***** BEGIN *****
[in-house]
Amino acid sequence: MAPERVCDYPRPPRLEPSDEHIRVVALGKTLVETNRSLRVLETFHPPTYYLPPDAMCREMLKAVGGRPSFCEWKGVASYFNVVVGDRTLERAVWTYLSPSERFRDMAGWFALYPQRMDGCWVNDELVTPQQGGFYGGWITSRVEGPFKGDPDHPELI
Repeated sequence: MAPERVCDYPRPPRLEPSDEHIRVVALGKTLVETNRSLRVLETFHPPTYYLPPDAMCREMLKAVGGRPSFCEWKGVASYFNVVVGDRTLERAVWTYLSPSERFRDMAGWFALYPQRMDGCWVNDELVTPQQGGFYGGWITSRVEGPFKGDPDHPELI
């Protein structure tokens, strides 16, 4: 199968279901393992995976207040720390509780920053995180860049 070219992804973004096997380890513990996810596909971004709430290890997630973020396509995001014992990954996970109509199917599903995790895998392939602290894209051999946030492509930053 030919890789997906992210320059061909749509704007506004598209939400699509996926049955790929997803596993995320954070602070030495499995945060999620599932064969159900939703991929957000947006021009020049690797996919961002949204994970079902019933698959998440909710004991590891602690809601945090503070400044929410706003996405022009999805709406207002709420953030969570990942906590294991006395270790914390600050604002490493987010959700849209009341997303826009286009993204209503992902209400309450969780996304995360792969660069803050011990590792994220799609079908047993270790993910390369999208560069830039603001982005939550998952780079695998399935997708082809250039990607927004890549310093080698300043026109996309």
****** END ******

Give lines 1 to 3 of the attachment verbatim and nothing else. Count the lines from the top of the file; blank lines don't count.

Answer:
[in-house]
Amino acid sequence: MAPERVCDYPRPPRLEPSDEHIRVVALGKTLVETNRSLRVLETFHPPTYYLPPDAMCREMLKAVGGRPSFCEWKGVASYFNVVVGDRTLERAVWTYLSPSERFRDMAGWFALYPQRMDGCWVNDELVTPQQGGFYGGWITSRVEGPFKGDPDHPELI
Repeated sequence: MAPERVCDYPRPPRLEPSDEHIRVVALGKTLVETNRSLRVLETFHPPTYYLPPDAMCREMLKAVGGRPSFCEWKGVASYFNVVVGDRTLERAVWTYLSPSERFRDMAGWFALYPQRMDGCWVNDELVTPQQGGFYGGWITSRVEGPFKGDPDHPELI